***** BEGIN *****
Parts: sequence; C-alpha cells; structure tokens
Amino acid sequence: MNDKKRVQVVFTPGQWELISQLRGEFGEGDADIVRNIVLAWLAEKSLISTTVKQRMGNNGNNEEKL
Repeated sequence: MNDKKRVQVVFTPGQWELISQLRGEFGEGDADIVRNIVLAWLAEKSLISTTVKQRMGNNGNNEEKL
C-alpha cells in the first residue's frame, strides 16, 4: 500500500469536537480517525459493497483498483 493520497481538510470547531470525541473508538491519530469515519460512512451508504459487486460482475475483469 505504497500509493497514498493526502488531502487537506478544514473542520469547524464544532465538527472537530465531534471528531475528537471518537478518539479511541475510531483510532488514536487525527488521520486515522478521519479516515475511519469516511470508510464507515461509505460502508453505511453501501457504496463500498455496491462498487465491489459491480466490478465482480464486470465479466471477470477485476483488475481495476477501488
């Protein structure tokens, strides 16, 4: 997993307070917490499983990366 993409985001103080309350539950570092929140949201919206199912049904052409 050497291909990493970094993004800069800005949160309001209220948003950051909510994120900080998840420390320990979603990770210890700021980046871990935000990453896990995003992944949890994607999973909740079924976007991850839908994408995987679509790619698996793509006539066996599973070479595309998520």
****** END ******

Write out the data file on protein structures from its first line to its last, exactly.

Parts: sequence; C-alpha cells; structure tokens
Amino acid sequence: MNDKKRVQVVFTPGQWELISQLRGEFGEGDADIVRNIVLAWLAEKSLISTTVKQRMGNNGNNEEKL
Repeated sequence: MNDKKRVQVVFTPGQWELISQLRGEFGEGDADIVRNIVLAWLAEKSLISTTVKQRMGNNGNNEEKL
C-alpha cells in the first residue's frame, strides 16, 4: 500500500469536537480517525459493497483498483 493520497481538510470547531470525541473508538491519530469515519460512512451508504459487486460482475475483469 505504497500509493497514498493526502488531502487537506478544514473542520469547524464544532465538527472537530465531534471528531475528537471518537478518539479511541475510531483510532488514536487525527488521520486515522478521519479516515475511519469516511470508510464507515461509505460502508453505511453501501457504496463500498455496491462498487465491489459491480466490478465482480464486470465479466471477470477485476483488475481495476477501488
């Protein structure tokens, strides 16, 4: 997993307070917490499983990366 993409985001103080309350539950570092929140949201919206199912049904052409 050497291909990493970094993004800069800005949160309001209220948003950051909510994120900080998840420390320990979603990770210890700021980046871990935000990453896990995003992944949890994607999973909740079924976007991850839908994408995987679509790619698996793509006539066996599973070479595309998520």